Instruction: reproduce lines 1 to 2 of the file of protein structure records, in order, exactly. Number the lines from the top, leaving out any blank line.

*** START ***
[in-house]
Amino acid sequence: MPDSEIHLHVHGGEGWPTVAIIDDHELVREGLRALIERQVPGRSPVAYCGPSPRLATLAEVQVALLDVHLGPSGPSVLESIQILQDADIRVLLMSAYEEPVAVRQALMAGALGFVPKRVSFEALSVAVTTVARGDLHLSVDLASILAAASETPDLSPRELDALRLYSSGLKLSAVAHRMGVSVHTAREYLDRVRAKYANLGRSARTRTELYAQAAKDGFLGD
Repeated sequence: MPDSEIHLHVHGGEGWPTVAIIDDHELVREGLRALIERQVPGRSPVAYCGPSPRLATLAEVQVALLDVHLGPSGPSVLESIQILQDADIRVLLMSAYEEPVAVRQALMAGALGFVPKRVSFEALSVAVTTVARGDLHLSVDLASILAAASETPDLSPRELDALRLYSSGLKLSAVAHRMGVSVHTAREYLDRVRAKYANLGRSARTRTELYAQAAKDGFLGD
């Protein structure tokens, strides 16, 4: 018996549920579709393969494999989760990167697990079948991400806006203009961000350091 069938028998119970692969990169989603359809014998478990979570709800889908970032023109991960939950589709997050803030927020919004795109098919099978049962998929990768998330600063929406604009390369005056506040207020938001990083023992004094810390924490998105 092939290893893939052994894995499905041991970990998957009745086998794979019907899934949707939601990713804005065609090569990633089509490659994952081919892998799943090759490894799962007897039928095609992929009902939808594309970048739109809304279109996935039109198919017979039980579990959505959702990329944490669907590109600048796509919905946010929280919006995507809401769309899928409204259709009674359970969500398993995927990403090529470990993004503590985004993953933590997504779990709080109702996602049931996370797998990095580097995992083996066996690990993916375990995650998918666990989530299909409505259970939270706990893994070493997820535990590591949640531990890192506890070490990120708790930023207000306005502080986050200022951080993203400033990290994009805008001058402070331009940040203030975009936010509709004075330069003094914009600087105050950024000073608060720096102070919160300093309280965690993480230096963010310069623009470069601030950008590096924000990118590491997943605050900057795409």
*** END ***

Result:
[in-house]
Amino acid sequence: MPDSEIHLHVHGGEGWPTVAIIDDHELVREGLRALIERQVPGRSPVAYCGPSPRLATLAEVQVALLDVHLGPSGPSVLESIQILQDADIRVLLMSAYEEPVAVRQALMAGALGFVPKRVSFEALSVAVTTVARGDLHLSVDLASILAAASETPDLSPRELDALRLYSSGLKLSAVAHRMGVSVHTAREYLDRVRAKYANLGRSARTRTELYAQAAKDGFLGD